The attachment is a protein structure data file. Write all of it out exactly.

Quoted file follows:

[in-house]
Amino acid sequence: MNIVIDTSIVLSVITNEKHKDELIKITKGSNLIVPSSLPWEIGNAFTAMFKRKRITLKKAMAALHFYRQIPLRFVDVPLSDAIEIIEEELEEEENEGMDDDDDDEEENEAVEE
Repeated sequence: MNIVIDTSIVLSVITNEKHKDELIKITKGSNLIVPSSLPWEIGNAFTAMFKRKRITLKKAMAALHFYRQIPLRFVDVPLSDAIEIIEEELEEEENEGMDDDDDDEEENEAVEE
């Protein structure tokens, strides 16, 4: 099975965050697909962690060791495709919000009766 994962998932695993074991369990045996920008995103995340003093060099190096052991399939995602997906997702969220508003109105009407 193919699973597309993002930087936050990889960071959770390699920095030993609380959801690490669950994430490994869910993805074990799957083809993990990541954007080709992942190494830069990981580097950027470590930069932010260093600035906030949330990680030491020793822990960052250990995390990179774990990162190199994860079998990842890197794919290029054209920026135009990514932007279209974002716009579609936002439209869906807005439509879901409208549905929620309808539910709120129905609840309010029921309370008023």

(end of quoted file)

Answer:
[in-house]
Amino acid sequence: MNIVIDTSIVLSVITNEKHKDELIKITKGSNLIVPSSLPWEIGNAFTAMFKRKRITLKKAMAALHFYRQIPLRFVDVPLSDAIEIIEEELEEEENEGMDDDDDDEEENEAVEE
Repeated sequence: MNIVIDTSIVLSVITNEKHKDELIKITKGSNLIVPSSLPWEIGNAFTAMFKRKRITLKKAMAALHFYRQIPLRFVDVPLSDAIEIIEEELEEEENEGMDDDDDDEEENEAVEE
């Protein structure tokens, strides 16, 4: 099975965050697909962690060791495709919000009766 994962998932695993074991369990045996920008995103995340003093060099190096052991399939995602997906997702969220508003109105009407 193919699973597309993002930087936050990889960071959770390699920095030993609380959801690490669950994430490994869910993805074990799957083809993990990541954007080709992942190494830069990981580097950027470590930069932010260093600035906030949330990680030491020793822990960052250990995390990179774990990162190199994860079998990842890197794919290029054209920026135009990514932007279209974002716009579609936002439209869906807005439509879901409208549905929620309808539910709120129905609840309010029921309370008023």